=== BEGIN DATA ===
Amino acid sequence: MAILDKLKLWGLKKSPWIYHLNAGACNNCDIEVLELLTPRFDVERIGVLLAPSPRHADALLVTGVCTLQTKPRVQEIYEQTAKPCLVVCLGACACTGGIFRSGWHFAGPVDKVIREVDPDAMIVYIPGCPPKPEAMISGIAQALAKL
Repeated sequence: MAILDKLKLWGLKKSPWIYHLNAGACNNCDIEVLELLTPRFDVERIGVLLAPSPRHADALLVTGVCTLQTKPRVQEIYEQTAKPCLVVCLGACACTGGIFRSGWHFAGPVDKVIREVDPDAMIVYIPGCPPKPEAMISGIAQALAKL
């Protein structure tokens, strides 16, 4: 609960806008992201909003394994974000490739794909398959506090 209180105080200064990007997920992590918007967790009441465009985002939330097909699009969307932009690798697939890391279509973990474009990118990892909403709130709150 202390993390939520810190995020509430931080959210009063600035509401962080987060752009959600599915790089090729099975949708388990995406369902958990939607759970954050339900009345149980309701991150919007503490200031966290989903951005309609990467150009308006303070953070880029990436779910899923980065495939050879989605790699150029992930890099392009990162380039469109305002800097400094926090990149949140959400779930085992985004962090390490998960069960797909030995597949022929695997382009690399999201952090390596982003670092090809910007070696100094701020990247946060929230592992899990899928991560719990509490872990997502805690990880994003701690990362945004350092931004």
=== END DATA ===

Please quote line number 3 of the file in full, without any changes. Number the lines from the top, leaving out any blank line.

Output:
């Protein structure tokens, strides 16, 4: 609960806008992201909003394994974000490739794909398959506090 209180105080200064990007997920992590918007967790009441465009985002939330097909699009969307932009690798697939890391279509973990474009990118990892909403709130709150 202390993390939520810190995020509430931080959210009063600035509401962080987060752009959600599915790089090729099975949708388990995406369902958990939607759970954050339900009345149980309701991150919007503490200031966290989903951005309609990467150009308006303070953070880029990436779910899923980065495939050879989605790699150029992930890099392009990162380039469109305002800097400094926090990149949140959400779930085992985004962090390490998960069960797909030995597949022929695997382009690399999201952090390596982003670092090809910007070696100094701020990247946060929230592992899990899928991560719990509490872990997502805690990880994003701690990362945004350092931004």